With the help of a famous painting, Hannah Coyne of Saint Peter’s Church studies how the themes of life and death are held in tension on the Feast of the Annunciation.
Several years ago, I escaped the heat of a sweltering July day in Madrid by wandering the galleries of the Prado Museum. Surrounded by Picassos and Monets, I was most captivated by one painting: Fra Angelico’s Annunciation. A few weeks ago, I fortuitously stumbled upon the copy of this painting that I bought, just in time for today’s Feast of the Annunciation.
Today we celebrate the day when Mary received the news from Gabriel that she was going to bear the Son of God. It feels odd to celebrate this day of good news and new life in this solemn Lenten season of repentance and death. But the date can’t be helped—nine months from now we will celebrate the birth of Jesus. In pondering this juxtaposition, I came to realize that Fra Angelico’s painting, along with today’s Collect, can help us hold these themes of life and death together in tension.
In the main part of the painting, we see Gabriel bending to tell Mary that she is indeed the “favored” one, the one imbued with grace. We can tell Mary is a pious woman, for she’s been interrupted doing her devotions, which she’s hastily set aside on her knee. In the top left of the painting, we see God’s hands sending down the Holy Spirit, represented by a golden beam of light and a dove. The shimmering beam heads straight for Mary’s heart, reminding me of Luke’s later observation that after the shepherds’ joyous visit to meet Jesus, the contemplative Mary “treasured up all these things and pondered them in her heart” (Luke 2:19).
In today’s Collect, we pray to receive the same gift of grace at the heart level that Mary did on the day that Gabriel visited her:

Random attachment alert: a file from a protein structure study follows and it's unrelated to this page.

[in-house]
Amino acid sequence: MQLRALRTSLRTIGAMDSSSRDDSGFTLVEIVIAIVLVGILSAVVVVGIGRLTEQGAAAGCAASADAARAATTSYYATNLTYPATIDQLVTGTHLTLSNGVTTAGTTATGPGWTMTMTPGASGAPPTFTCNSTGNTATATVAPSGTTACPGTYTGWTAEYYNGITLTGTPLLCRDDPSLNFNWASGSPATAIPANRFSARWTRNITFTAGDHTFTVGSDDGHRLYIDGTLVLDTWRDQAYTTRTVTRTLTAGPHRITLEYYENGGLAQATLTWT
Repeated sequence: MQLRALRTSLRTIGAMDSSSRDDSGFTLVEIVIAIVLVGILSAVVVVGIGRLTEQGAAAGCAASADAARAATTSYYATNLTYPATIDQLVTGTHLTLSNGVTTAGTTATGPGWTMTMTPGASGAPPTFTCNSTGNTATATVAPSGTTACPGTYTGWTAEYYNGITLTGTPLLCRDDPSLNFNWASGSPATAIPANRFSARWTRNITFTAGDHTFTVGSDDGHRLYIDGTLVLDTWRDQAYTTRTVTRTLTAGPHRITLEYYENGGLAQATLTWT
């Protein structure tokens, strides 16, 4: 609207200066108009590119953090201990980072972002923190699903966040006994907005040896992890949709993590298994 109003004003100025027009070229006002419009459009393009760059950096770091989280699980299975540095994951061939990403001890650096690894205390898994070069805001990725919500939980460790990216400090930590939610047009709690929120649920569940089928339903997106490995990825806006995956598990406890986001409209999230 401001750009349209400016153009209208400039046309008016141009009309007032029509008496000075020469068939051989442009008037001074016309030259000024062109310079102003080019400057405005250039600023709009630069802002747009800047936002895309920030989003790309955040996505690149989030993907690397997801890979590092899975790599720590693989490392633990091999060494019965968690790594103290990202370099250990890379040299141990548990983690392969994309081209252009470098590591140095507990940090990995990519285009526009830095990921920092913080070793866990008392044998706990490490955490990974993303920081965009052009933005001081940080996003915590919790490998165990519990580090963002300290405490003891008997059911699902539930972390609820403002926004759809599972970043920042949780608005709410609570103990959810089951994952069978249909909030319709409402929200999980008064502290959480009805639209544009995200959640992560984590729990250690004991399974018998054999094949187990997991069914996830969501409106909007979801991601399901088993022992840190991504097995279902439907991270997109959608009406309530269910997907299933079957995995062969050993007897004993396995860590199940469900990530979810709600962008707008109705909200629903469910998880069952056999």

Pour your grace into our hearts, O Lord, that we who have known the incarnation of your Son Jesus Christ, announced by an angel to the Virgin Mary, may by his cross and passion be brought to the glory of his resurrection; who lives and reigns with you, in the unity of the Holy Spirit, one God, now and for ever. Amen.
Here is where Fra Angelico’s painting is brilliant, for what do we do with the Collect’s seemingly joy-filled promise of grace right next to the mention of the cross? In the upper left hand corner of the painting, Fra Angelico makes an astute theological statement. He depicts a tearful and ashamed Adam and Eve being cast out of paradise by an equally sorrowful angel. Eve wrings her hands and Adam covers his face in shame. The garments God provided for the shame-filled couple are drab.
Contrast this dreariness with the rich colors Mary wears and her holy glow. Unlike Eve, who did not have full trust in God or his limitless goodness, Mary says ‘Yes’ to God’s will without reservation. “I am the Lord’s servant,” Mary says, “May it be to me as you have said.” (Luke 1:38) Perhaps Jesus heard his own mother’s voice ringing through his mind on the night before he died, as he prayed, “Not my will, but yours be done” (Luke 22:42).
The gift of this painting and the grace of celebrating the Annunciation today in the midst of Lent is this: in Jesus Christ, trust and full communion with God is possible again, because of Jesus’ arrival on the scene. The shame of being cast out of the Garden of Eden is dispelled. Jesus is a new and better Adam, by whose passion and cross we can receive God’s grace into our hearts. As Paul writes, “For as in Adam all die, so in Christ all will be made alive” (1 Cor. 15:22). The Prado’s description of this painting hits the nail on the head: the image simultaneously depicts “the damnation and salvation of Humanity.”
As we prepare for Holy Week’s arrival in a few days, let us take a moment to celebrate this feast day as it memorializes Christ’s incarnation for our very salvation.
Hannah Coyne is native of western Massachusetts and obtained her Master’s in Pastoral Theology from Regent College in Vancouver. She is the Pastoral Associate at Saint Peter’s Church in Mount Pleasant, South Carolina. Contact Hannah.